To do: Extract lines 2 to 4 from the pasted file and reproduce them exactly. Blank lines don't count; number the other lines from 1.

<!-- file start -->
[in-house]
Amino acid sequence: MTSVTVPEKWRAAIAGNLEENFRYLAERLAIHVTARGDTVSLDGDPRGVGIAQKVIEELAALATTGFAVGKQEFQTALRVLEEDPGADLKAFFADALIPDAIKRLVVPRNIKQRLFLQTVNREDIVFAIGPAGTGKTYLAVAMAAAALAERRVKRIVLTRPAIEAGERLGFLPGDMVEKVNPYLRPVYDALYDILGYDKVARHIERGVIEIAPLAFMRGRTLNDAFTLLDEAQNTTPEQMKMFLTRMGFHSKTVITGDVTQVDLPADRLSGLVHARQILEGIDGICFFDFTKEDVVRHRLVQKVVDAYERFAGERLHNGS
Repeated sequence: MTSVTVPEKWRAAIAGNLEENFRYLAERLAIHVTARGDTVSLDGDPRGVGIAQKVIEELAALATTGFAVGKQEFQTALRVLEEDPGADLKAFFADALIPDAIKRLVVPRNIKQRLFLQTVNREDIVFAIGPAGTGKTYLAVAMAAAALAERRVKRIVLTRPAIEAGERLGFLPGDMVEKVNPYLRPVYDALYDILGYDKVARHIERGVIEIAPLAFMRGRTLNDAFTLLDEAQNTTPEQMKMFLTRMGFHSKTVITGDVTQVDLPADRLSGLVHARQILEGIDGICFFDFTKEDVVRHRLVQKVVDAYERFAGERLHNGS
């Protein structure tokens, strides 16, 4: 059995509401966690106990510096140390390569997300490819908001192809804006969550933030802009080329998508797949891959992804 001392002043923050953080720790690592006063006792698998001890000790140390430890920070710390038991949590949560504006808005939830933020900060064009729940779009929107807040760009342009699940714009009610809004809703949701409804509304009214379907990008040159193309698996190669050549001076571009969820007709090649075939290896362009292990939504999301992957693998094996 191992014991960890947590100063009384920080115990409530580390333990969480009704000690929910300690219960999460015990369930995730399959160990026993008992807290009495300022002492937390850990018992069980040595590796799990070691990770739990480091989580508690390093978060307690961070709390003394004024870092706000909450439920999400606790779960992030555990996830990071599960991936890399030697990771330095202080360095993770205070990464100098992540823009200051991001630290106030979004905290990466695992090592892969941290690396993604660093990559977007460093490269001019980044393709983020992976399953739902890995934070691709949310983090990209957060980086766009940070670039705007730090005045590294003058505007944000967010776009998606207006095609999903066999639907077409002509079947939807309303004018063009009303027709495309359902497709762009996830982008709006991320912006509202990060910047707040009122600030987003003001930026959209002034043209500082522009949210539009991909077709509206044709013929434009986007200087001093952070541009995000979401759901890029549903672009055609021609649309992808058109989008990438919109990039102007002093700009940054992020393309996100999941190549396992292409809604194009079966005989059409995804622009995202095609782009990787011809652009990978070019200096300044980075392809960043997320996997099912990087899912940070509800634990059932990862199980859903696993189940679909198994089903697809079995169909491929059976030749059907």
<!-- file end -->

Amino acid sequence: MTSVTVPEKWRAAIAGNLEENFRYLAERLAIHVTARGDTVSLDGDPRGVGIAQKVIEELAALATTGFAVGKQEFQTALRVLEEDPGADLKAFFADALIPDAIKRLVVPRNIKQRLFLQTVNREDIVFAIGPAGTGKTYLAVAMAAAALAERRVKRIVLTRPAIEAGERLGFLPGDMVEKVNPYLRPVYDALYDILGYDKVARHIERGVIEIAPLAFMRGRTLNDAFTLLDEAQNTTPEQMKMFLTRMGFHSKTVITGDVTQVDLPADRLSGLVHARQILEGIDGICFFDFTKEDVVRHRLVQKVVDAYERFAGERLHNGS
Repeated sequence: MTSVTVPEKWRAAIAGNLEENFRYLAERLAIHVTARGDTVSLDGDPRGVGIAQKVIEELAALATTGFAVGKQEFQTALRVLEEDPGADLKAFFADALIPDAIKRLVVPRNIKQRLFLQTVNREDIVFAIGPAGTGKTYLAVAMAAAALAERRVKRIVLTRPAIEAGERLGFLPGDMVEKVNPYLRPVYDALYDILGYDKVARHIERGVIEIAPLAFMRGRTLNDAFTLLDEAQNTTPEQMKMFLTRMGFHSKTVITGDVTQVDLPADRLSGLVHARQILEGIDGICFFDFTKEDVVRHRLVQKVVDAYERFAGERLHNGS
């Protein structure tokens, strides 16, 4: 059995509401966690106990510096140390390569997300490819908001192809804006969550933030802009080329998508797949891959992804 001392002043923050953080720790690592006063006792698998001890000790140390430890920070710390038991949590949560504006808005939830933020900060064009729940779009929107807040760009342009699940714009009610809004809703949701409804509304009214379907990008040159193309698996190669050549001076571009969820007709090649075939290896362009292990939504999301992957693998094996 191992014991960890947590100063009384920080115990409530580390333990969480009704000690929910300690219960999460015990369930995730399959160990026993008992807290009495300022002492937390850990018992069980040595590796799990070691990770739990480091989580508690390093978060307690961070709390003394004024870092706000909450439920999400606790779960992030555990996830990071599960991936890399030697990771330095202080360095993770205070990464100098992540823009200051991001630290106030979004905290990466695992090592892969941290690396993604660093990559977007460093490269001019980044393709983020992976399953739902890995934070691709949310983090990209957060980086766009940070670039705007730090005045590294003058505007944000967010776009998606207006095609999903066999639907077409002509079947939807309303004018063009009303027709495309359902497709762009996830982008709006991320912006509202990060910047707040009122600030987003003001930026959209002034043209500082522009949210539009991909077709509206044709013929434009986007200087001093952070541009995000979401759901890029549903672009055609021609649309992808058109989008990438919109990039102007002093700009940054992020393309996100999941190549396992292409809604194009079966005989059409995804622009995202095609782009990787011809652009990978070019200096300044980075392809960043997320996997099912990087899912940070509800634990059932990862199980859903696993189940679909198994089903697809079995169909491929059976030749059907």